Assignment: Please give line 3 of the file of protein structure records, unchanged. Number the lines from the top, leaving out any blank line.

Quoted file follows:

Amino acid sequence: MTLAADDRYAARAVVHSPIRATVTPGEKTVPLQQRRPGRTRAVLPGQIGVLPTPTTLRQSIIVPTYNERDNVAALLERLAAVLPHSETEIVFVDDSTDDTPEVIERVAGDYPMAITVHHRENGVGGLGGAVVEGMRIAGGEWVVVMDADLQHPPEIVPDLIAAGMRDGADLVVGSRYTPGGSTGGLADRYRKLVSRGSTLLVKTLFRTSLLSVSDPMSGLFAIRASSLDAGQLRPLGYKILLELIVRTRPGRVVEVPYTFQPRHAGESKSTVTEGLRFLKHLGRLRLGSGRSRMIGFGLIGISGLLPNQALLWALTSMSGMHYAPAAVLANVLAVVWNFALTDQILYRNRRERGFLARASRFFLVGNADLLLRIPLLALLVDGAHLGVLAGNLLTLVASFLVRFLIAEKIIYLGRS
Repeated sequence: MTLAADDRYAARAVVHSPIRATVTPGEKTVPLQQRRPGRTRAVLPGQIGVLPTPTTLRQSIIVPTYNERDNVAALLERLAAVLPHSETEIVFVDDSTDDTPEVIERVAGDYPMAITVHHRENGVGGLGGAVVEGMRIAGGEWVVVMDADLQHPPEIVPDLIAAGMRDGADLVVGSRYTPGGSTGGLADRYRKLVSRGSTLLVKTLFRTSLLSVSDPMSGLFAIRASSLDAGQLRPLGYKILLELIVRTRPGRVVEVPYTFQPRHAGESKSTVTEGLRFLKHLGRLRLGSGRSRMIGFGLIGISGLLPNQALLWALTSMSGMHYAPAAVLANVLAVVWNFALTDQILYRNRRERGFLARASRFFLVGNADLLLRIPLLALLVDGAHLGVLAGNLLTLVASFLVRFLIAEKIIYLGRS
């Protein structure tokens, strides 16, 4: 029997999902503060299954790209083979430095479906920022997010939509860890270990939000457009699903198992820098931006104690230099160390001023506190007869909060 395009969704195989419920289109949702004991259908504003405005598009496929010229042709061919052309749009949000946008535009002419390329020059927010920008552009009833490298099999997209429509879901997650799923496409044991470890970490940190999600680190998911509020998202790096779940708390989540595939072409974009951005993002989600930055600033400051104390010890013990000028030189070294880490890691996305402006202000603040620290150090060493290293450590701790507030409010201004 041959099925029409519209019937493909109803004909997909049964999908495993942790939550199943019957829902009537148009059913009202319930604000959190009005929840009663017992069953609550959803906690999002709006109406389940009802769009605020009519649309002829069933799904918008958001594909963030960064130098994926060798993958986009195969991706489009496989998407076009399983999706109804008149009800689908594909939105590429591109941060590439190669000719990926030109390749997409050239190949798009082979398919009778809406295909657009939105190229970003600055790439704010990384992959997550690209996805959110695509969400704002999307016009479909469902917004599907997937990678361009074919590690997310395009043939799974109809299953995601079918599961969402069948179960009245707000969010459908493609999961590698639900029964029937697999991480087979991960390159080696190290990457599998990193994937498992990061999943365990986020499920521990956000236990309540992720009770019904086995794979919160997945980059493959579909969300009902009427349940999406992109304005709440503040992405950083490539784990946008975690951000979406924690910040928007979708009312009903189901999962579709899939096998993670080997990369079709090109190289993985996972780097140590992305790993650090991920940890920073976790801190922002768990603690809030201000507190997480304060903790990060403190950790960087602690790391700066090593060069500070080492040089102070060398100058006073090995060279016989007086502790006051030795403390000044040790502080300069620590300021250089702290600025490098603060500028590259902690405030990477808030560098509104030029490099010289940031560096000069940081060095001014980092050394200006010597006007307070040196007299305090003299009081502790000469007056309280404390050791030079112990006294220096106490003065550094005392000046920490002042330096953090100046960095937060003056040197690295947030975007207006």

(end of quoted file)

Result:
């Protein structure tokens, strides 16, 4: 029997999902503060299954790209083979430095479906920022997010939509860890270990939000457009699903198992820098931006104690230099160390001023506190007869909060 395009969704195989419920289109949702004991259908504003405005598009496929010229042709061919052309749009949000946008535009002419390329020059927010920008552009009833490298099999997209429509879901997650799923496409044991470890970490940190999600680190998911509020998202790096779940708390989540595939072409974009951005993002989600930055600033400051104390010890013990000028030189070294880490890691996305402006202000603040620290150090060493290293450590701790507030409010201004 041959099925029409519209019937493909109803004909997909049964999908495993942790939550199943019957829902009537148009059913009202319930604000959190009005929840009663017992069953609550959803906690999002709006109406389940009802769009605020009519649309002829069933799904918008958001594909963030960064130098994926060798993958986009195969991706489009496989998407076009399983999706109804008149009800689908594909939105590429591109941060590439190669000719990926030109390749997409050239190949798009082979398919009778809406295909657009939105190229970003600055790439704010990384992959997550690209996805959110695509969400704002999307016009479909469902917004599907997937990678361009074919590690997310395009043939799974109809299953995601079918599961969402069948179960009245707000969010459908493609999961590698639900029964029937697999991480087979991960390159080696190290990457599998990193994937498992990061999943365990986020499920521990956000236990309540992720009770019904086995794979919160997945980059493959579909969300009902009427349940999406992109304005709440503040992405950083490539784990946008975690951000979406924690910040928007979708009312009903189901999962579709899939096998993670080997990369079709090109190289993985996972780097140590992305790993650090991920940890920073976790801190922002768990603690809030201000507190997480304060903790990060403190950790960087602690790391700066090593060069500070080492040089102070060398100058006073090995060279016989007086502790006051030795403390000044040790502080300069620590300021250089702290600025490098603060500028590259902690405030990477808030560098509104030029490099010289940031560096000069940081060095001014980092050394200006010597006007307070040196007299305090003299009081502790000469007056309280404390050791030079112990006294220096106490003065550094005392000046920490002042330096953090100046960095937060003056040197690295947030975007207006």